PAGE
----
Clutching a quacking duck in her arms, the military jacket– and skinny jeans–clad model mugs for the camera. “You are so cool, Maud,” coos Stella McCartney from the sidelines as photographer Ryan McGinley snaps away in a sprawling studio in north London’s King’s Cross. “You’re getting the cool award of the century right now.”
Though McCartney is typically known for casting more recognizable faces in her ad campaigns—like, say, Kate Moss—the adorable Maud met two key criteria for this particular shoot: She’s less than five feet tall and is a good decade away from being eligible for her driver’s license. The fact that the auburn-haired tyke doesn’t mind sharing the spotlight with rabbits, snakes, lizards and a posse of other tots—all under age nine—was just the icing on the cupcake.
In November, in collaboration with Gap Kids and Baby Gap, McCartney is unveiling a one-time-only stash of children’s clothes, a product category grown-up clients of the ultracool designer have been demanding for years. Launching in the UK, France, Japan, the U.S. and Canada, the line includes everything from supersoft cashmere blankets for newborns to Fair Isle sweaters, brushed cotton blazers with silk lapels, and those wool military jackets, which are intricately embroidered with gold thread. In addition to the wallet-friendly price points (from $14 for wool tights to $128 for jackets), many of the looks are versatile enough to be worn by either girls or boys, a boon for parents with big broods.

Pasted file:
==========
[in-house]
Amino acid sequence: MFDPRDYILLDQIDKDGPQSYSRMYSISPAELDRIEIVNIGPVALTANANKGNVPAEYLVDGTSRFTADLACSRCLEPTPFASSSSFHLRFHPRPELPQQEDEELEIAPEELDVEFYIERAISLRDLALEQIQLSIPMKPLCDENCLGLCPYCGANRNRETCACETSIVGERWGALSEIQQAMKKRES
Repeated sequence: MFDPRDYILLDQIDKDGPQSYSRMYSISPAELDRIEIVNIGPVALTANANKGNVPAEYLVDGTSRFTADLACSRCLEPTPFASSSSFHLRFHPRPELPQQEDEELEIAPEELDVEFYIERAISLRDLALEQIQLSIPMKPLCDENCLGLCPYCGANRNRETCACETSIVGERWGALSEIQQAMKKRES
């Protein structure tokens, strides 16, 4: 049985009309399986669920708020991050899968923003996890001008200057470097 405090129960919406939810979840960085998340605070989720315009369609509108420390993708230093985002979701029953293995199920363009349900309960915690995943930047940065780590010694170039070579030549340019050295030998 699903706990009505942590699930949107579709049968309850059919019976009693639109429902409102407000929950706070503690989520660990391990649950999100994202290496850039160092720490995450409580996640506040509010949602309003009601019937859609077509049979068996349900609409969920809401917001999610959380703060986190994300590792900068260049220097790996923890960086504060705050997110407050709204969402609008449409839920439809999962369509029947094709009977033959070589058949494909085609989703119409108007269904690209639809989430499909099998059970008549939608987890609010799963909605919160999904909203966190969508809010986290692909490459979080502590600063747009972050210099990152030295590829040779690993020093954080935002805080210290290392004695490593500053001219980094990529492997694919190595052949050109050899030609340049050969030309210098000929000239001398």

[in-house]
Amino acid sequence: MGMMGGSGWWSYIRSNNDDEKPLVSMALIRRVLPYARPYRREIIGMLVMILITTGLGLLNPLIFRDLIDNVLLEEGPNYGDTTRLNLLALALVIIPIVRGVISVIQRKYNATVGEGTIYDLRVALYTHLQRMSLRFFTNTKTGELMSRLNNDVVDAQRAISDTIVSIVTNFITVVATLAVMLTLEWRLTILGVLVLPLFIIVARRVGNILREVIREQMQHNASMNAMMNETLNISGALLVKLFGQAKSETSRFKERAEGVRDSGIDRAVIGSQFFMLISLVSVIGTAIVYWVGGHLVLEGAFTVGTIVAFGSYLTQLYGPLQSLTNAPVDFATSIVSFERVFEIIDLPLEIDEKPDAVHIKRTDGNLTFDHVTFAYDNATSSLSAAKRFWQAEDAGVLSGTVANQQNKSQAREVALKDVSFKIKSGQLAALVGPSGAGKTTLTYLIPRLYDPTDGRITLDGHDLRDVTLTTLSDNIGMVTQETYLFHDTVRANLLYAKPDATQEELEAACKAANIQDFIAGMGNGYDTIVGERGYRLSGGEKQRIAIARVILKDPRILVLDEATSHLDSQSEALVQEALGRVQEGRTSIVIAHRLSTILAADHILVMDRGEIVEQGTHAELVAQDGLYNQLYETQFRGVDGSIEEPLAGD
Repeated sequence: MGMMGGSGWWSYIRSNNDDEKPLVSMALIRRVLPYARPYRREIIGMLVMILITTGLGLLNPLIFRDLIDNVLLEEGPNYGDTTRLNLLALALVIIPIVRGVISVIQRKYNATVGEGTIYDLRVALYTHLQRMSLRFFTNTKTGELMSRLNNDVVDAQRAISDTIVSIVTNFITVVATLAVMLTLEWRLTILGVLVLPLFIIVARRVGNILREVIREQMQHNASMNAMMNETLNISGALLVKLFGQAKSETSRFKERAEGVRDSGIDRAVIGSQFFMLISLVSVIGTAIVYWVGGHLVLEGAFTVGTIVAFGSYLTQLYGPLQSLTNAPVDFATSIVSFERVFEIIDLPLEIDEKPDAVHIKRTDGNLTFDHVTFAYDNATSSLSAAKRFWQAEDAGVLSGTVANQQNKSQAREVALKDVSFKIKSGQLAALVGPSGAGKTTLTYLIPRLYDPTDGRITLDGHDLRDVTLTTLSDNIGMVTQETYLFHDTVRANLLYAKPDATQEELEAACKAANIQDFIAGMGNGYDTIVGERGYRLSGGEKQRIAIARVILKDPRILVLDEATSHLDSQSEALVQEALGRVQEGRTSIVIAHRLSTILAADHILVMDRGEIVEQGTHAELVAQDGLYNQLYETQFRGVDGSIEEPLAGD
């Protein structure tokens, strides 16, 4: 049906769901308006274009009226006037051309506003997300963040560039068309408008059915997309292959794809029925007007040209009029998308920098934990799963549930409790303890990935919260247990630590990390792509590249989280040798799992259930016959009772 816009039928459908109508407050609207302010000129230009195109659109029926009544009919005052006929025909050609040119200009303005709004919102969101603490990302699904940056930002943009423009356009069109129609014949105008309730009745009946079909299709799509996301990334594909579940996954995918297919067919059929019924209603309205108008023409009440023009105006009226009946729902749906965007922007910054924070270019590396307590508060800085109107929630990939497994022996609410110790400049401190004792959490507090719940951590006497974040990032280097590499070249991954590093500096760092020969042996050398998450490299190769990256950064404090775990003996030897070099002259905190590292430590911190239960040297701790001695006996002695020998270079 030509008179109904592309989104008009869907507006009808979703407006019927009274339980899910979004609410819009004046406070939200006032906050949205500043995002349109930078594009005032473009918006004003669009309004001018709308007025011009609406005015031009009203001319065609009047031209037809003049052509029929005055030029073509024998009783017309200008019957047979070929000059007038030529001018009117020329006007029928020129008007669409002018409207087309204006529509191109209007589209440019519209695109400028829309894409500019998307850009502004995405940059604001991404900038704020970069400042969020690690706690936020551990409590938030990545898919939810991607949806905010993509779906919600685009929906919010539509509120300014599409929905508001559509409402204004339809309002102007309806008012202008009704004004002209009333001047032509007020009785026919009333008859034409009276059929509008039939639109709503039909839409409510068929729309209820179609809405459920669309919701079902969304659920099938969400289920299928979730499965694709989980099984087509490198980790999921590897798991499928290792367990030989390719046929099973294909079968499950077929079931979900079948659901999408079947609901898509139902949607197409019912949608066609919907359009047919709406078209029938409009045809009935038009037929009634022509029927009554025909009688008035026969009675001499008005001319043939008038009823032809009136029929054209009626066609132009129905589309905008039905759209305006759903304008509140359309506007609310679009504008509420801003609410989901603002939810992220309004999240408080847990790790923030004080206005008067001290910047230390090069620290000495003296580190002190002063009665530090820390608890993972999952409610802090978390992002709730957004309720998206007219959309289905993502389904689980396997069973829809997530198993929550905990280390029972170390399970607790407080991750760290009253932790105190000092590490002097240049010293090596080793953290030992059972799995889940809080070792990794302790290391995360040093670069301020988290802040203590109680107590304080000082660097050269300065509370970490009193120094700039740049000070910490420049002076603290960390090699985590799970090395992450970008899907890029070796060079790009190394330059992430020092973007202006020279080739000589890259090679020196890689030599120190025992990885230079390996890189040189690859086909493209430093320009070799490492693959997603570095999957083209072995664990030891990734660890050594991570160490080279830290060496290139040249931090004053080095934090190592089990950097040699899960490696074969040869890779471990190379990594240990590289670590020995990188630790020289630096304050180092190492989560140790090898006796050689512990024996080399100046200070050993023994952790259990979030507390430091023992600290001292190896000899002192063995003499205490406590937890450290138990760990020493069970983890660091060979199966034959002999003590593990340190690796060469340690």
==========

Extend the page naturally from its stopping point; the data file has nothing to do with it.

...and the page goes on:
A mother of three children under the age of five (two boys, Miller and Beckett, and a girl, Bailey), McCartney says opting to work on her first full-blown kids’ collection with a stylish yet affordable retail partner was a natural move. As a mom, she says, she was frustrated by the gulf between the extremes of the children’s clothes spectrum. “I find there’s nothing between the two worlds—it’s kind of cheap or expensive, and they look like that,” she explains. “Some expensive labels are too conservative and twee, and the cheaper stuff is a little less classy and tasteful.”
Of course, McCartney knows it’s not only Mom and Pop steering the sartorial ship. “I’m quite aware that after the age of four and a half, kids actually don’t want to wear what their parents want to put on them anymore,” she says, raising a knowing eyebrow. So to avoid pitched battles with her own line, McCartney sought design input from insiders. Specifically, she commissioned four-year-old Miller and her colleagues’ daughters to draw the monsters that adorn the days-of-the-week underwear. And Miller even got final say on a T-shirt design.